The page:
Susan if the marks on your cover after washing were greasy it could also be sign that the bearings are going on your machine, if it happens on other programmes as well.


It is over 16 months since this problem of nominal 60C washes being far from that and Which? said it would be liaising with DEFRA. Perhaps we can have an up-date. The concept that fixed measurements like degrees C can be misused by manufactuers to meet EU plans is deeply troubling.

” 43°CThe hottest temperature reached by a Hoover washing machine on the 60˚C program

Instruction manuals must, however, contain wording stating that the temperature specified might not be reached. When we questioned all the manufacturers involved in our testing, they quoted this clause as the justification for not reaching 60˚C.
This means that the Hoover washing machine that only reaches 43˚C and gets an A+++ energy rating is acceptable under the current requirements of the EU label.

What is Which? doing about this?
The top temperatures reached by different machines in our tests varied by 24˚C. With no law requiring particular temperatures to be reached, manufacturers can, in theory, not heat the water as much to save on energy costs and improve their ratings.
As guidelines are currently so relaxed, we think the energy label is not a transparent and fair way to compare washing machines. Which? has contacted several organisations, including the Department for Environment, Food and Rural Affairs (Defra), which oversees the energy label in the UK.

Defra has confirmed that it will bring up this issue as part of the European Commission’s review of washing machine energy labels, so we’ll be meeting with Defra before that review to present our evidence.”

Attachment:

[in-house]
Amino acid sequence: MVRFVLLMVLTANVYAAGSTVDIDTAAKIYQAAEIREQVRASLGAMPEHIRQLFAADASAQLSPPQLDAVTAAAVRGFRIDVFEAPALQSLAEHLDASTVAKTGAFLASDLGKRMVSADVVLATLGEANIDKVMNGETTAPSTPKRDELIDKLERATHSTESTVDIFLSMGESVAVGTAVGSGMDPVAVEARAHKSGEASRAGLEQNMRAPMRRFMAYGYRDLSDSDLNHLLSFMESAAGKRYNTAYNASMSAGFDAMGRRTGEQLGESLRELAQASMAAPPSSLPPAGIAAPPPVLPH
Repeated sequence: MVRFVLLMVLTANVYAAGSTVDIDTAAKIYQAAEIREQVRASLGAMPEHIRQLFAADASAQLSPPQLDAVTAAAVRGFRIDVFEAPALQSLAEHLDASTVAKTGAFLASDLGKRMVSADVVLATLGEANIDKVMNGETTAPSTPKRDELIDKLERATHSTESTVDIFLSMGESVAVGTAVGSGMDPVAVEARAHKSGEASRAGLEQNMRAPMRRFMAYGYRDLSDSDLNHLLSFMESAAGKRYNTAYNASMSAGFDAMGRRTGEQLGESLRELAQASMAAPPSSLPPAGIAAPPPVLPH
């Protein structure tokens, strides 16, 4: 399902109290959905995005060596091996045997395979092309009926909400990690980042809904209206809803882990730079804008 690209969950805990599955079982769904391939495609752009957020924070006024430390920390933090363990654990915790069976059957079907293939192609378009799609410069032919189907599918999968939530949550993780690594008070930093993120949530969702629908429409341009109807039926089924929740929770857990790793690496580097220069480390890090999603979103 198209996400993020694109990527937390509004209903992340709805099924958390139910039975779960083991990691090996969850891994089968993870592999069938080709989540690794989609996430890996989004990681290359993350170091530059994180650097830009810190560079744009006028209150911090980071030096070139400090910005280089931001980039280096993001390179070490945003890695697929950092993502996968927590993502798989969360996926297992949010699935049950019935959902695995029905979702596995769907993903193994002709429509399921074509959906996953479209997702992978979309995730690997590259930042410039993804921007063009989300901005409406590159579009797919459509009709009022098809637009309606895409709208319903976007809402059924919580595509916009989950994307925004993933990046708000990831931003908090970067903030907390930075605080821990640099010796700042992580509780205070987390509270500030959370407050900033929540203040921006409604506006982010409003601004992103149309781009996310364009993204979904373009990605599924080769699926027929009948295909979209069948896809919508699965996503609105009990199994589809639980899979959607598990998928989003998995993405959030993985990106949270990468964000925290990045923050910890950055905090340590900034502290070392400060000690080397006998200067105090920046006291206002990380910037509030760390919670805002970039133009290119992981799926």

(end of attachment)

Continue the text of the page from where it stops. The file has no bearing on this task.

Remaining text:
I am also ashamed to note that despite running this story the Which? website does not actually provide a button for dicovering which machines offer a hygiene wash – generally code for a more thorough wash with longer high temperatures and more rinse cycles. Given the huge rise in children suffering from allergies this would be useful. The 60C testing for washing machines also appears to be have been a one-off by Which? so consumers have no idea as to the actual temperatures reached in this cycle.


Not only are we washing at lower temperatures, but modern machines use far less water, leading to frequent comments about poor rinsing in Which? reports and by users. It is interesting to compare the amount of water used by a modern machine and mine, which I have had for 33 years (today is it’s birthday). It’s one reason I’m holding on to it. I should point out that I live in an area where there is plenty of water. I appreciate that other areas are not so lucky, but in order to conserve water, perhaps Defra should be questioning the use of drinking-quality water for gardens and flushing the loo.